Christian Wolff: biography of this German philosopher

Christian Wolff (1679-1754) was a German rationalist philosopher and mathematician, Which stands out in the historical context of the Enlightenment, a movement that is both cultural and intellectual, particularly active in Germany, France and England.

This movement was committed to knowledge and its dissemination as essential tools to create a better world in all respects.

In this article you will find a biography of Christian Wolff; we will talk about his origins, his studies, his career … without forgetting his thought, his philosophy, his works and his great contributions to the field of knowledge.

    Biography of Christian Wolff

    Christian Wolff (1679-1754), full name Christian Freiherr von Wolff, was a German philosopher born in Wroclaw (Silesia, Poland) on January 24, 1679, and died in Halle on April 9, 1754, at the age of 75.

    This intellectual belonging to the Enlightenment can be defined as idealist, systematizer and popularizer of the philosophy of the philosopher Leibniz; in fact, much of his work has focused on disseminating and interpreting this thinker’s philosophy. He also worked as a teacher and passed through different universities

    On the other hand, Wolff influenced, years later and in a notorious way, the rationalist ideas of the famous philosopher Immanuel Kant.

    Christian Wolff’s ideological stream was rationalist, according to which knowledge can be acquired by reason as an activity detached from the material reality around us, and his ideas were in turn influenced by the philosopher and mathematician René Descartes. On another side, his scientific method ultimately nourished, in large part, mathematics, Since, in addition to the philosopher Wolff was also a mathematician.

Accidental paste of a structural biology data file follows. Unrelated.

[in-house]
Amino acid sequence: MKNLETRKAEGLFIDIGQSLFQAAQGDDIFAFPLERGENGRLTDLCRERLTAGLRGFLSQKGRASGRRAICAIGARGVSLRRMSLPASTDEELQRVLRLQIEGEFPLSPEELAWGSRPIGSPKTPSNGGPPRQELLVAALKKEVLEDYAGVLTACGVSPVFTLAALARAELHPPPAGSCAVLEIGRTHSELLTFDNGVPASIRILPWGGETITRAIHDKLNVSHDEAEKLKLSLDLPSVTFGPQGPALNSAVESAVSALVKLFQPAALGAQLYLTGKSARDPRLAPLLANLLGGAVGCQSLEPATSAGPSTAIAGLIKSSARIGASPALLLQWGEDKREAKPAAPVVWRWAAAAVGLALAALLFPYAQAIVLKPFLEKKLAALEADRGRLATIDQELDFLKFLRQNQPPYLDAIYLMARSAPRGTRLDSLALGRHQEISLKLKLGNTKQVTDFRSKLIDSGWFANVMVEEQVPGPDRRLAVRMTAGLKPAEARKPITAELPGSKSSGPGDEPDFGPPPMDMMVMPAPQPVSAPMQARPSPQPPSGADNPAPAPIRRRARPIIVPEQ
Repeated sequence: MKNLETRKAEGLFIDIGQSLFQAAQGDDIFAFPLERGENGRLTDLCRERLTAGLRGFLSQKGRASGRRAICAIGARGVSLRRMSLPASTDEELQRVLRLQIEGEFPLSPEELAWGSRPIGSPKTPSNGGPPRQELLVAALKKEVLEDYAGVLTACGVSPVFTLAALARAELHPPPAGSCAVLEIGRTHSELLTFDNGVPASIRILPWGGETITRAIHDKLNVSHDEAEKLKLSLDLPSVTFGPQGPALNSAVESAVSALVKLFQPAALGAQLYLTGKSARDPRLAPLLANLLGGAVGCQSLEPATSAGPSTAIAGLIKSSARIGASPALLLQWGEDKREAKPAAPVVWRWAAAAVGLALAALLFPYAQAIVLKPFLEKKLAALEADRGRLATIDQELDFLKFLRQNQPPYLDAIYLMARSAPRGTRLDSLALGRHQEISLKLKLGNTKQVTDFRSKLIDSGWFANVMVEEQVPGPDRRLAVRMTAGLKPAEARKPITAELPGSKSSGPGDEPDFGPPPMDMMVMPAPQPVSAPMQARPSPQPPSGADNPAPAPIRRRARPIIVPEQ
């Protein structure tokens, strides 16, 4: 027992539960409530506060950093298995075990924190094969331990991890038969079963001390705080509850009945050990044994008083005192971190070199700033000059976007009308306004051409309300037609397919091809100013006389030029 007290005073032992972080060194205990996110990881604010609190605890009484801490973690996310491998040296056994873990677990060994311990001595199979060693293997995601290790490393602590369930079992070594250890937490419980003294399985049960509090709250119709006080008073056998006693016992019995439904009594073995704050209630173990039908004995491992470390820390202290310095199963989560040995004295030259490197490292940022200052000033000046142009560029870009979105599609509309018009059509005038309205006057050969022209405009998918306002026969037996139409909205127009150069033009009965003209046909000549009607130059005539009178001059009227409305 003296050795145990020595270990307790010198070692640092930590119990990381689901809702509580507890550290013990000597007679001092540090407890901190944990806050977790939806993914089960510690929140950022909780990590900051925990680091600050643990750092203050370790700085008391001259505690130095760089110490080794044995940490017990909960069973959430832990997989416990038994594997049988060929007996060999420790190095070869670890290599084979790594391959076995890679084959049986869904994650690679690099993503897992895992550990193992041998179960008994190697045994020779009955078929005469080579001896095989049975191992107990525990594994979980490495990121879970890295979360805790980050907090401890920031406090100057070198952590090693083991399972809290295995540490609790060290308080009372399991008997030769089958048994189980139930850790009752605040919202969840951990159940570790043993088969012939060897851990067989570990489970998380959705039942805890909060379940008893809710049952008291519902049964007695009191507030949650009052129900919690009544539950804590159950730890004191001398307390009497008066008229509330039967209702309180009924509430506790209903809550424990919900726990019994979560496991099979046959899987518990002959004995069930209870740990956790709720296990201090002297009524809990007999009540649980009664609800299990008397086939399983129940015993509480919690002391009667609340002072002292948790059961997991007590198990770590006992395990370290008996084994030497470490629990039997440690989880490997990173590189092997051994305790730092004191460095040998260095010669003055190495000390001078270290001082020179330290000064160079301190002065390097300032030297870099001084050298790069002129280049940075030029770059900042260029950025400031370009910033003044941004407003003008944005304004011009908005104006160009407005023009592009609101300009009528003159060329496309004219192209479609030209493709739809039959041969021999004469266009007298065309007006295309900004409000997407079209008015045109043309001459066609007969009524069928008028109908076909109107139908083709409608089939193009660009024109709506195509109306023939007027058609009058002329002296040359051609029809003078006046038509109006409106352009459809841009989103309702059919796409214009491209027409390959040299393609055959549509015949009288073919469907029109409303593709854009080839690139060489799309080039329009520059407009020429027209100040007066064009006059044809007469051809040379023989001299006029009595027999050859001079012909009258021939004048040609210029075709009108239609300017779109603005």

Origin and studies

    Christian Wolff was the son of a craftsman. He studied Lutheran theology (a branch of Christianity) and philosophy in the Polish city of Wroclaw., His hometown. Later, in 1699, Wolff began to study another type of study (physics and mathematics), this time in a German town: Jena.

    Three years later, in 1702, he moved to Leipzig to pursue a doctorate in philosophy a year later. His doctoral thesis was Philosophia practica universalis mathematica methodo conscripta.

    Outraged, he obtained the chair of mathematics at the University of Halle, A few years later (in 1706), largely thanks to the recommendations of his colleague Gottfried Leibniz, German philosopher and mathematician. In this university he worked as a professor of mathematics and natural philosophy.

      Controversy: the clash of his ideas with religion

      Christian Wolff sparked controversy with his thinking; more precisely, one of his works, Oratio de Sinarum philosophica practica (1721), which dealt with the philosophy of the Chinese, provoked controversy. As a result of this work, many colleagues, professors of theology, accused him of being an atheist, And for this reason, he was dismissed two years after the publication of the said work.

      However, it is not true that he was an atheist, and therefore denied Christian Wolff with another of his works: Theologia Naturalis, which exposes the importance of God as a perfect and real being.

      intellectual trajectory

      Life went on and as a result of what happened Christian Wolff was banished from Prussia. Their works, moreover, were banned in 1723. Fortunately Wolff was hosted by the Landgrave Hesse-Kassel.